An Ipsos-Reid study shows why working in solitude is so much better

Feb. 29, 2008
Kids aren’t the IT power users we thought they were
IT World Canada
Shane Schick looks at the findings of a recent Ipsos-Reid study that found that teenagers aren’t as “skilled” online as many people thought they were.

“In Inter@ctive Teens: The Impact of the Internet on Canada’s Next Generation, researchers show that most young people spend only 13 hours a week online, compared to adults, who spend 19 hours surfing…Only 28 per cent of online teens consider themselves “experts” or “skilled” in such technology. These figures might serve as a helpful reality check as IT departments plan their training and development programs over the next several years. The study reminds us that we can’t presume digital literacy.”

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Why solitary workers can be faster workers
Collision Detection
According to Tim Welsh, a kinesiologist at the University of Calgary, sometimes working independently and apart from others is the most productive way to do things. Clive Thompson examines this finding further.

“When subjects were working alongside companions, they worked more slowly. Welsh, theorizes that when we watch someone else performing a task, it triggers our mirror neurons, and mentally we begin modeling the task ourselves. If we’re simultaneously trying to complete our own, different task, the signals get crossed — and we slow down.”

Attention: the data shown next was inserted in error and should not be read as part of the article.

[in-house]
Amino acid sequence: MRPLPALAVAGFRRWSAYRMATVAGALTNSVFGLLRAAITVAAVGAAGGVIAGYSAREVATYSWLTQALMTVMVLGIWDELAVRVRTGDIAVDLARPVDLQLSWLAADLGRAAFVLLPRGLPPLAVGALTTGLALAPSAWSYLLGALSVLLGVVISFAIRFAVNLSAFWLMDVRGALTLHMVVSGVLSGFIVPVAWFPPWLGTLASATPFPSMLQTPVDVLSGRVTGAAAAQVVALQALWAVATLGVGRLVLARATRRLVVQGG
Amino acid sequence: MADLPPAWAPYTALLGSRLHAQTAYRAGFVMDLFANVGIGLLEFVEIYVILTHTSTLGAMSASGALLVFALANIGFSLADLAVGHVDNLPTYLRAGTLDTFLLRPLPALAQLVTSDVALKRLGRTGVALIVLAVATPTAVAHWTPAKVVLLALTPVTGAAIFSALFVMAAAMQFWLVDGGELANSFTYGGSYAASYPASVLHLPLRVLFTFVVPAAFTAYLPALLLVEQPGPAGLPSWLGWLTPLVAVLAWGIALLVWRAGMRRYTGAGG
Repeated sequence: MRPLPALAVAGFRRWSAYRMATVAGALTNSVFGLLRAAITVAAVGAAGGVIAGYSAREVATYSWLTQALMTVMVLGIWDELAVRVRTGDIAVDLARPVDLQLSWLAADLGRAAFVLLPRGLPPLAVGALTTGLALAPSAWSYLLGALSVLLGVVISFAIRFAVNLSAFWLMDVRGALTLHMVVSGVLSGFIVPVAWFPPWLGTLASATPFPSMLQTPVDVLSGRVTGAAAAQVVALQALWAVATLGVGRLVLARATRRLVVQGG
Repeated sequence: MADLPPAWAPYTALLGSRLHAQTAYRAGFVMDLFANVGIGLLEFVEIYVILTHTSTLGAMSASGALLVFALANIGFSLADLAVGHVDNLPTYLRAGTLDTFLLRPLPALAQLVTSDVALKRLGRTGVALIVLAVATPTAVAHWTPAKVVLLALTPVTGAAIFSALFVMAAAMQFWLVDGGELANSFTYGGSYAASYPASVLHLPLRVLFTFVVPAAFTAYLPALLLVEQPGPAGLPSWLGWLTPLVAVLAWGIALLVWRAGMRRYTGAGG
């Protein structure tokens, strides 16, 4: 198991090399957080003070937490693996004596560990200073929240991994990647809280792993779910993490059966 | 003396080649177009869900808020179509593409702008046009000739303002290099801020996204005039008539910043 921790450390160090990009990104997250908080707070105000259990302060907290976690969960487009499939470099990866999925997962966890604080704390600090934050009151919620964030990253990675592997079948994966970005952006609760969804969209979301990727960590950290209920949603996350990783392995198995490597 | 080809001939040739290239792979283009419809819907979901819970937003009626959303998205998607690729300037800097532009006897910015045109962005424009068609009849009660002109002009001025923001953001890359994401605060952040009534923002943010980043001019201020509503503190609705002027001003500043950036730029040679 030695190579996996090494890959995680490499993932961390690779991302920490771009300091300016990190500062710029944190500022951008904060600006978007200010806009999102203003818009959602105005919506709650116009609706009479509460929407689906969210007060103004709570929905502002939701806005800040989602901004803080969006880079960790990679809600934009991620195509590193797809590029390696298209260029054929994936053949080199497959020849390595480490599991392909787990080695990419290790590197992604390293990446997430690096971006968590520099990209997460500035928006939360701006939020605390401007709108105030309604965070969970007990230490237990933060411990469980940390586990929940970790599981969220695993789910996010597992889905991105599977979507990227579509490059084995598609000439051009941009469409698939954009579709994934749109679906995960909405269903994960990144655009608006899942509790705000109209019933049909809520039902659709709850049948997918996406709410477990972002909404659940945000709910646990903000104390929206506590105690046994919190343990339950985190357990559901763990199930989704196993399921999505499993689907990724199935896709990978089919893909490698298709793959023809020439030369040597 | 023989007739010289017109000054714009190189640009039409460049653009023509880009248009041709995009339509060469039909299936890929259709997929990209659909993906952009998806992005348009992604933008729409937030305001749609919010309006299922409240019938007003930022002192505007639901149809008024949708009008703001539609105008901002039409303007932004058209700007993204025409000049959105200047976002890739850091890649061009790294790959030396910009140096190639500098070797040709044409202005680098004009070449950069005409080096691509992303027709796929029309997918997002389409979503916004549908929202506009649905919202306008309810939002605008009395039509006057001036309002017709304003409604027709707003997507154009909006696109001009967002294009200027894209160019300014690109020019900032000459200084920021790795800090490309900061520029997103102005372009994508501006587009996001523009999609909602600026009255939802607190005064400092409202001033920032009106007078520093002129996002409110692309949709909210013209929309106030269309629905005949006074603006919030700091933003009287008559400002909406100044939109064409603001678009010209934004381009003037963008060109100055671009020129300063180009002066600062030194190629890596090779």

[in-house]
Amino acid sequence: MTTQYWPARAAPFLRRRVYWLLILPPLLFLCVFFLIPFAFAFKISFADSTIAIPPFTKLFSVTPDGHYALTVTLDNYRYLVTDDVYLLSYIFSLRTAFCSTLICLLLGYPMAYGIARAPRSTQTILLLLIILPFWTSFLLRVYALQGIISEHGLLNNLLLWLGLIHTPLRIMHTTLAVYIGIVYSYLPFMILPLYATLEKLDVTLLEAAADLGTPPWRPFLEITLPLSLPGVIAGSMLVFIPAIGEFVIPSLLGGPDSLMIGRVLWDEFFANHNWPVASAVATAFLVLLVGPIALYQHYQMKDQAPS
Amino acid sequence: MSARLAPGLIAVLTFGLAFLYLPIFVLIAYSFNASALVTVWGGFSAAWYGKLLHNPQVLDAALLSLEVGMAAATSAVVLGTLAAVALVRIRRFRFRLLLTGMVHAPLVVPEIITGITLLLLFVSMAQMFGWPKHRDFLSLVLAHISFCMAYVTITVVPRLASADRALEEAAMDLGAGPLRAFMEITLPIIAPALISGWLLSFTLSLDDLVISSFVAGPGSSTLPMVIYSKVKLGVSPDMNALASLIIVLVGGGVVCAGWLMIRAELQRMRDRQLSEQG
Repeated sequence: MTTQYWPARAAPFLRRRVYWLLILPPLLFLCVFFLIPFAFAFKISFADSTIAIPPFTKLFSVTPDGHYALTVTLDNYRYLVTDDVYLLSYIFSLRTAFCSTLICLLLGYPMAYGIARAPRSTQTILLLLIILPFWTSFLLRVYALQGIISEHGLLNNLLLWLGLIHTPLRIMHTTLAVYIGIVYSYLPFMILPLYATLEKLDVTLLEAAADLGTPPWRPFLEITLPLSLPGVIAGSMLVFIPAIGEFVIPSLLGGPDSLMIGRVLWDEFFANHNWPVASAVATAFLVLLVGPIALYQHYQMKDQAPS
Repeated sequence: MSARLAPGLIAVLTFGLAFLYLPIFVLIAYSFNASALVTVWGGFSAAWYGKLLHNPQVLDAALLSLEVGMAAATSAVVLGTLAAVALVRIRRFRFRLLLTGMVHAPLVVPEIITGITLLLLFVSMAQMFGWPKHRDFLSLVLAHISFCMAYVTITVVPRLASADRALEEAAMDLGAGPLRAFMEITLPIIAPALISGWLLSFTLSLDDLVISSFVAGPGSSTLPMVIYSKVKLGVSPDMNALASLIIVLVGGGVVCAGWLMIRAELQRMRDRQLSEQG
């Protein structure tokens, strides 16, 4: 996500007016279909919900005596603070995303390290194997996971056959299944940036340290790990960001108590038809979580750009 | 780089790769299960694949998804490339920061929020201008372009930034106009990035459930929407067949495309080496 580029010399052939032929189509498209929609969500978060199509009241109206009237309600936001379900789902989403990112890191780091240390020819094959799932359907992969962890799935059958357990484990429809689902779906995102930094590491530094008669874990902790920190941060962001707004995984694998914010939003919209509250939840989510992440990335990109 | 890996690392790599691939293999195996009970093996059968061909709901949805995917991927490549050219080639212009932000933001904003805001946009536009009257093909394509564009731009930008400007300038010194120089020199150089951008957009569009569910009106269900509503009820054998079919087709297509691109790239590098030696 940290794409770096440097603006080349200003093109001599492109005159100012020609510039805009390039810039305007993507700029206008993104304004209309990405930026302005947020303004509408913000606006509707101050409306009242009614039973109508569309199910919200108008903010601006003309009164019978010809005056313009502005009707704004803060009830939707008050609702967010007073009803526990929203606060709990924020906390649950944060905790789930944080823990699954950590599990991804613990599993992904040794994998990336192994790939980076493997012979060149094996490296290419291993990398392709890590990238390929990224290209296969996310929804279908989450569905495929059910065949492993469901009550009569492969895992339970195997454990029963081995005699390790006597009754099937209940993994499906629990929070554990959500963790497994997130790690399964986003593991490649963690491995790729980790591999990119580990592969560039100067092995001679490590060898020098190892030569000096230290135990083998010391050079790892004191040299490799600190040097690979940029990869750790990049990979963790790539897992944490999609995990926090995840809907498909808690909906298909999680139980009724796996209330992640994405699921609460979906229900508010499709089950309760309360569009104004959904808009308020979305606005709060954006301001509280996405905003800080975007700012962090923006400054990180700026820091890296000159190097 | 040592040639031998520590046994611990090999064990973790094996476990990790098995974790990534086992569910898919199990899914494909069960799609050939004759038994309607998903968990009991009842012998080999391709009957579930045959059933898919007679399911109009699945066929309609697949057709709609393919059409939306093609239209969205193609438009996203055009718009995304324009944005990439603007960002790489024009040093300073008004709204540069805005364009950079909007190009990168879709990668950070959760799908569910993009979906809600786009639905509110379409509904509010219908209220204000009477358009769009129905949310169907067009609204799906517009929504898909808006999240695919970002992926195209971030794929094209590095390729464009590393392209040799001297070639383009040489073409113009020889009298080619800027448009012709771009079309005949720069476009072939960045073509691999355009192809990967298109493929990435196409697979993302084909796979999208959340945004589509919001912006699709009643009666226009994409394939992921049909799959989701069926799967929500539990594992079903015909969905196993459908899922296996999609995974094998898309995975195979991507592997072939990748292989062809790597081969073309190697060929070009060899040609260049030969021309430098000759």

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Dell’s fourth quarter: watch retail channel, enterprise and software plans
ZD Net
Now that Dell is going through the channel, Larry Dignan says its software plans are one to look at.

“Dell is in the middle of integrating a series of software acquisitions such as EverDream, MessageOne and ASAP software. Some clarity on how Dell is going to grow its software sales will be worth watching. In the short-term, Dell’s expenses and margins will be volatile as it acquires these software firms and integrates them, according to J.P. Morgan analyst Bill Shope.”

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Maxine Cheung
Maxine Cheung
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